I admit it. I have a competitive streak.
It came in handy during my brief career as a schoolboy defensive tackle; not so much when I took up tennis and would gladly slam the ball down my best friend’s throat just to win a point in a friendly game.
That was one of my motivating factors when I took up cycling.
When I ride, my only competition is within myself. Like challenging myself to ride just a little farther than I did last week, or climb that hill a little faster than the day before. Or tolerate those screaming muscles long enough to push a little harder and still make it back home again.
But just because I’m not competing with anyone else, that doesn’t mean some people aren’t competing with me.
Maybe they think I’m a racer, with my bright colored spandex and semi-fast bike. Although most racers seem to look no further than my hairy, unshaven legs before deciding that I’m not.
Every now and then, though, I’ll pass someone on the bike path, or another rider will come up to me at a red light — often half my age or less — and suddenly their highest priority becomes trying to catch and pass me, or beat me to the next corner.
Usually, I let them.
There’s no need to tell them that the pace they went all out to beat is the same one I’ve been keeping up for the past 20 or 30 miles. And if it makes them feel good about themselves, maybe they’ll keep riding.
Or if someone starts to annoy me, I can just slow down a little and let them think they’ve won, or shift up a gear or two and leave them in my wake, wondering what the hell happened.
Take today’s ride.
I let a young man draft on me on me for a couple miles, until his reckless riding got on my nerves. So I kicked it up a couple gears, and dropped him like freshman English.
A few miles later, I came upon a plump young woman riding ahead of me, her purse slung casually over the handlebars. I’d just finished a long stretch of hard, fast riding, and had slowed down to relax for bit and take in the view. Still, her pace was well below mine, so I swung around her and continued on my way.
A minute or two later, though, I noticed another rider coming up behind me. And sure enough, within a few moments the same girl passed me, pedaling as fast as her legs could carry her and tinkling her bell as she went by.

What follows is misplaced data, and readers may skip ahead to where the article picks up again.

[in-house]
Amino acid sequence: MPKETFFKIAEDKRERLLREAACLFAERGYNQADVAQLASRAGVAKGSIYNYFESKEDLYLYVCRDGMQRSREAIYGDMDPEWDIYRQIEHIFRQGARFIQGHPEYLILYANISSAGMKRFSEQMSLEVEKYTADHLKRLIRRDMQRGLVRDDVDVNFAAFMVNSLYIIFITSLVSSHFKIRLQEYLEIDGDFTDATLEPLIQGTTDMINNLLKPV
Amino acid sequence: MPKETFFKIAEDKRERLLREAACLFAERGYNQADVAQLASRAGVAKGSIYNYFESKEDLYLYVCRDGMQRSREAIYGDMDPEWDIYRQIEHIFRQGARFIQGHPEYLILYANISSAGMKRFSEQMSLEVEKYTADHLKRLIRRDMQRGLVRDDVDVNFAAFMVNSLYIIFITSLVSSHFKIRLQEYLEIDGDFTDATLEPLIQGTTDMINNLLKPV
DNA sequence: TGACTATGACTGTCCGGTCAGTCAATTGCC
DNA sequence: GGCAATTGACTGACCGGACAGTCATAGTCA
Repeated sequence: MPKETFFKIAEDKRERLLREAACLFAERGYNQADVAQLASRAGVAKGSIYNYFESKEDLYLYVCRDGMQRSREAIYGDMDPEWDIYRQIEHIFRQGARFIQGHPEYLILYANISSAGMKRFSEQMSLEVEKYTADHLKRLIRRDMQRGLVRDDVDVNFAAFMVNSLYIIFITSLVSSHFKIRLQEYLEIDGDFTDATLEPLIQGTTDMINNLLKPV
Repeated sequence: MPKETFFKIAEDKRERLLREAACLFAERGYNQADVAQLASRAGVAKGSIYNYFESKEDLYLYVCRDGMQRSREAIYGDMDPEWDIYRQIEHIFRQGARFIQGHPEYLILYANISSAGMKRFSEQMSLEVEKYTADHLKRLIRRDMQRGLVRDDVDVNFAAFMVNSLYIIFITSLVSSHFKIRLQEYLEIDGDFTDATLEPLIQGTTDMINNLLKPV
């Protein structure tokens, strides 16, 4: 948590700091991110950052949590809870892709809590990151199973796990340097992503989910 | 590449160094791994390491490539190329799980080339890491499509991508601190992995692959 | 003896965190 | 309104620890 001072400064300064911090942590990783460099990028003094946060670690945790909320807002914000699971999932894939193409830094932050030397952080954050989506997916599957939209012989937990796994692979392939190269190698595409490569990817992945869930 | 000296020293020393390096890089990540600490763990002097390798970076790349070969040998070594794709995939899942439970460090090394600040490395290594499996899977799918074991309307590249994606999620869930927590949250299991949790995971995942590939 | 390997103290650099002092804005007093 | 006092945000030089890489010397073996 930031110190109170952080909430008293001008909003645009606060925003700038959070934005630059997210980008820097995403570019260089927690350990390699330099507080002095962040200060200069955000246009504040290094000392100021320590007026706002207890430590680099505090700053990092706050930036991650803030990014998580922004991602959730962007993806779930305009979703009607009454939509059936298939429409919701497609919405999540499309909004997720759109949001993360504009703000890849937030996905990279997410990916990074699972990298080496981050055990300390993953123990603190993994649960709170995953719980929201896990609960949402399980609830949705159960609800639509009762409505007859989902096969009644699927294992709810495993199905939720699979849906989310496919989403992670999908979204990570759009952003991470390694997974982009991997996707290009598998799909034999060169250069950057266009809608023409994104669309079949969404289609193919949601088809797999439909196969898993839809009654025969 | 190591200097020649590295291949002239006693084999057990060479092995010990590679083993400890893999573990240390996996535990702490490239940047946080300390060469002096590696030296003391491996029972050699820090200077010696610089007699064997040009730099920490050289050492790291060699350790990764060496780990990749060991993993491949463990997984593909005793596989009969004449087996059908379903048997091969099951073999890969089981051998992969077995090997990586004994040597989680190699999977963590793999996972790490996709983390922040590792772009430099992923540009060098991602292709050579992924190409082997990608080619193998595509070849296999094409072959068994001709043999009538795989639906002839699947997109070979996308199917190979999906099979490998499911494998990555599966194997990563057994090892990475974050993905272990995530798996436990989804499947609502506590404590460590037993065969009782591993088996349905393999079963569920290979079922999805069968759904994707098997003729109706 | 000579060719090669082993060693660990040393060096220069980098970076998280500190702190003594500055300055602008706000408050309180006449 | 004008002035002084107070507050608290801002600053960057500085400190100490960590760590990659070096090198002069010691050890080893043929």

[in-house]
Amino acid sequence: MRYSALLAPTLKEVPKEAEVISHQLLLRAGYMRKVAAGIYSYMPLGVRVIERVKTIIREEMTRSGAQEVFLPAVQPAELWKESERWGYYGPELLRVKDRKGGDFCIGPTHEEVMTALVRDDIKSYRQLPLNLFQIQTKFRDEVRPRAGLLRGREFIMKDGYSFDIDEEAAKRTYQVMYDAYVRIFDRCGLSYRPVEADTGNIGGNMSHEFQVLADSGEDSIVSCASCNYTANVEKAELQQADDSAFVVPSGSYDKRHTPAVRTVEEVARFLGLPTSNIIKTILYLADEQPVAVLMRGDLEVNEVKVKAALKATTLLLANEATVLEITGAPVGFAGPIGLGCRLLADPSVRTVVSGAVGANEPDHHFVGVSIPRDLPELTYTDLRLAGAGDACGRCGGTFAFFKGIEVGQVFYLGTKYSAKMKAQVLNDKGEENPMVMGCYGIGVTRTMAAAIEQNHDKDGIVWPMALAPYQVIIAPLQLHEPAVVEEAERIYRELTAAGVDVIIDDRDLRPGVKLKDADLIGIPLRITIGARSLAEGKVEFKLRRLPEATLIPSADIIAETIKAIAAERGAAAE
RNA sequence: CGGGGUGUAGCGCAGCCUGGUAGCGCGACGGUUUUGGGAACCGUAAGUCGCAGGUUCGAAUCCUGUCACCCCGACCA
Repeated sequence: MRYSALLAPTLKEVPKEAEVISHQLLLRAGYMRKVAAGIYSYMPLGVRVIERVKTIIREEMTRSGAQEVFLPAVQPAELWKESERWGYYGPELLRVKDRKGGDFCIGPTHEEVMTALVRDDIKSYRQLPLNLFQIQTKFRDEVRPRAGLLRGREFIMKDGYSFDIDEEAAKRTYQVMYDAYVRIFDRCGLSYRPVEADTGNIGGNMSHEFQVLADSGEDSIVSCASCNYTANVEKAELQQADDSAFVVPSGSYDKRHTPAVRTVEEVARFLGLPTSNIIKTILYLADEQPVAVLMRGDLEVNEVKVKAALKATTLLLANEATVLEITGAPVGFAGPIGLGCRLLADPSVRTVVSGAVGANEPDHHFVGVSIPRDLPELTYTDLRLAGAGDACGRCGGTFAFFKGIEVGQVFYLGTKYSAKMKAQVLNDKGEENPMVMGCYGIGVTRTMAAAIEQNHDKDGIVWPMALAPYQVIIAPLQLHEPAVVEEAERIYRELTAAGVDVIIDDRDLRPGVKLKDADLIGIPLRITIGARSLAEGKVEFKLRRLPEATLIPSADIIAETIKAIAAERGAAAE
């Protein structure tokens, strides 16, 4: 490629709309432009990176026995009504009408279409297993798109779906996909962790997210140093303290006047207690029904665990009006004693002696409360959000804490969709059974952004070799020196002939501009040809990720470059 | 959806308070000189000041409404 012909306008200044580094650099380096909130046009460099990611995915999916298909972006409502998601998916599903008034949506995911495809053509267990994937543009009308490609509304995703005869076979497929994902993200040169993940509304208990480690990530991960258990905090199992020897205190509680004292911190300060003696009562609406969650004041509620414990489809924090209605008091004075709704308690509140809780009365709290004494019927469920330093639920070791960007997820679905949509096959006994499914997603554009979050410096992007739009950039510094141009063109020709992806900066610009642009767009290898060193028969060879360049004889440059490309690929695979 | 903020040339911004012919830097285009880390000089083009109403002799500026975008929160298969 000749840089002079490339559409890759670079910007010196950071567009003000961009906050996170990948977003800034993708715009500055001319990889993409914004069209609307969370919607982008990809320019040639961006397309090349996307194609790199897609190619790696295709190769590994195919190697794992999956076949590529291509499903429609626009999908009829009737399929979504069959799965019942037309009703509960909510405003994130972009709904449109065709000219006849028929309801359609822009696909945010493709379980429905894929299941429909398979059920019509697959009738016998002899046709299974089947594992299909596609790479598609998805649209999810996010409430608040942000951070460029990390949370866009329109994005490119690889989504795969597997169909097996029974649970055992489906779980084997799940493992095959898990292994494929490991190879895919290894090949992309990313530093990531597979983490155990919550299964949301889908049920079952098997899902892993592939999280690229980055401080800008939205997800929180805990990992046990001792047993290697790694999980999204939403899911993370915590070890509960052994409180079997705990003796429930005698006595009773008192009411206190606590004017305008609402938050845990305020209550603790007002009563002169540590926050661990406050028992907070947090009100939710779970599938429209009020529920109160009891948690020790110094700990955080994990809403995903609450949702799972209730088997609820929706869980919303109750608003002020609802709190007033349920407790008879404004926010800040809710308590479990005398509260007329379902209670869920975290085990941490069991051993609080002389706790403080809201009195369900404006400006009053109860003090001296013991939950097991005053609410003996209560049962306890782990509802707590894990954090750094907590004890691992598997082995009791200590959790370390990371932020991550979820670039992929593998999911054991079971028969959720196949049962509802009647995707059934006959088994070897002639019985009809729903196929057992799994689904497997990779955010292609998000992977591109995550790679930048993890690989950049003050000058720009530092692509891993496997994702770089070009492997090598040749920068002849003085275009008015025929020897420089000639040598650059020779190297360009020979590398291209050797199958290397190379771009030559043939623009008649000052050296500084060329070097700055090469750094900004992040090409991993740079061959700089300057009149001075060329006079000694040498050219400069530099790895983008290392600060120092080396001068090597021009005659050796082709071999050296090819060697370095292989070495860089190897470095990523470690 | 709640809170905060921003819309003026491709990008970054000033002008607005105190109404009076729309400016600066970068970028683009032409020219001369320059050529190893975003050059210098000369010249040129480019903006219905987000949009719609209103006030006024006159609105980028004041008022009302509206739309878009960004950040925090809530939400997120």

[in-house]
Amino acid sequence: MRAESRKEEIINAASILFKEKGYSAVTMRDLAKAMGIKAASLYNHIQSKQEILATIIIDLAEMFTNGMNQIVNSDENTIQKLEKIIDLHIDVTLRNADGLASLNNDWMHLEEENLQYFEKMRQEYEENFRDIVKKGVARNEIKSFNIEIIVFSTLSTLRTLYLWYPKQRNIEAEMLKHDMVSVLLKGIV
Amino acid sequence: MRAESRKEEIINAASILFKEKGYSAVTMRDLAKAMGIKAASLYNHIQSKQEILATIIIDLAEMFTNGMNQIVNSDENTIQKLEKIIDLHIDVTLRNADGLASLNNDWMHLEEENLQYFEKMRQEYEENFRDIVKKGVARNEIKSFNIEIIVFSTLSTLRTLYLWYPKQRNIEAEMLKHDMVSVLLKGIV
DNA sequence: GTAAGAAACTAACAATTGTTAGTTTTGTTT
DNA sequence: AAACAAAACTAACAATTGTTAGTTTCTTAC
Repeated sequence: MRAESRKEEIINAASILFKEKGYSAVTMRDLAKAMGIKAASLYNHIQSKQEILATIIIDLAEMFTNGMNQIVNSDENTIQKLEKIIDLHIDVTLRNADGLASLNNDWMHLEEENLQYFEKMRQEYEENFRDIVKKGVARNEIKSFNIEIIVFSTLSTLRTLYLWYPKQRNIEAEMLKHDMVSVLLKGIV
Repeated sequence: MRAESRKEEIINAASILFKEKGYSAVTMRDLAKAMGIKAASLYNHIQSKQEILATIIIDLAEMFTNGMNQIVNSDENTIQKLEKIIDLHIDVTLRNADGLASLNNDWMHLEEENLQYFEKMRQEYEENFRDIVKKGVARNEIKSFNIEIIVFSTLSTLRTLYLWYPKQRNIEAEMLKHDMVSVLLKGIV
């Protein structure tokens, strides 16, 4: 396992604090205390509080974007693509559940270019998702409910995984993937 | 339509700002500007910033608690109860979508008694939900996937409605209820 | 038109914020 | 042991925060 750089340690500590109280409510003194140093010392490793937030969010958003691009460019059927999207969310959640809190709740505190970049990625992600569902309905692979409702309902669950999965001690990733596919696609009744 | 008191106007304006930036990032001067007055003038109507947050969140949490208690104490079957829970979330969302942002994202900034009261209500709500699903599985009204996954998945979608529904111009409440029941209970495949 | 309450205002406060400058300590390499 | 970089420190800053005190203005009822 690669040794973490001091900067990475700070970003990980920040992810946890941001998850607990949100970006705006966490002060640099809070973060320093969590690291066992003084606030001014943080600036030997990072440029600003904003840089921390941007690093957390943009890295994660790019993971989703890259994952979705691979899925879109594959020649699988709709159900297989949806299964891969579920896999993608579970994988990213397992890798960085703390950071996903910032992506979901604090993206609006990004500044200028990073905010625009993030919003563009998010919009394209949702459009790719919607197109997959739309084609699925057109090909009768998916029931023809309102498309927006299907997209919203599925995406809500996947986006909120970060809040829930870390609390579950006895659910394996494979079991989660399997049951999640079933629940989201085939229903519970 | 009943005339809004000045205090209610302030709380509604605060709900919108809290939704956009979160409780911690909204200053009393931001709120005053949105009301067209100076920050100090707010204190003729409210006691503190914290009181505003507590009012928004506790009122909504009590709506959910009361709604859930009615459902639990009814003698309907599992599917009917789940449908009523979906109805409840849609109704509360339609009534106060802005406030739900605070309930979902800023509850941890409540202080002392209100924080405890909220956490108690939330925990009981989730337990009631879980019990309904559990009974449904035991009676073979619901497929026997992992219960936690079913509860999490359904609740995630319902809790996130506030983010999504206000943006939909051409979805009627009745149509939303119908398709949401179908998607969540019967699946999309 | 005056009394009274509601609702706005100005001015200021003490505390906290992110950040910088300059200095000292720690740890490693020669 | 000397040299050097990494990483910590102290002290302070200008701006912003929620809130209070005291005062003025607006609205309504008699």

Then not far ahead, she pulled off to the side where a man was waiting for her. She pointed in my direction, then as I passed she I heard her exclaim, “I beat him!”
Of course, that raised the hackles on my neck. I had to resist the temptation to circle back around and argue that it’s not beating someone if the other person isn’t even trying.
Instead, I shoved my competitive demon back inside its cage where it belongs, and let her have her moment. Maybe it will encourage her to keep riding, and maybe the next time I see her, she’ll be a little slimmer, a little stronger.
And she might just beat me for real next time.
The LACBC is working to turn 4th Street into a real bike boulevard. The new transportation bill pending in Congress demonstrates the value of electing more cyclists to office. More bike-related ways to run your iPhone battery down. A Des Moines police officer runs down a cyclist going after a speeder; maybe he was upset that Iowa was picked to finish last in the Big 12. Alexandria, VA is working to become bike-friendlier, while the legendary bike-friendly community of Madison, WI, is struggling with the same issues the rest of us are. Vancouver removed a lane on a major bridge to add bike lanes, and the world did not come to an end. A writer notes that riders must respect big rigs, and not just because they can squash us like a bug. A London writer wonders what’s behind the rise in bike mutilation and slashed tyres. Finally, a writer complains that cyclists — other than himself, of course — flaunt the law, just like drivers do.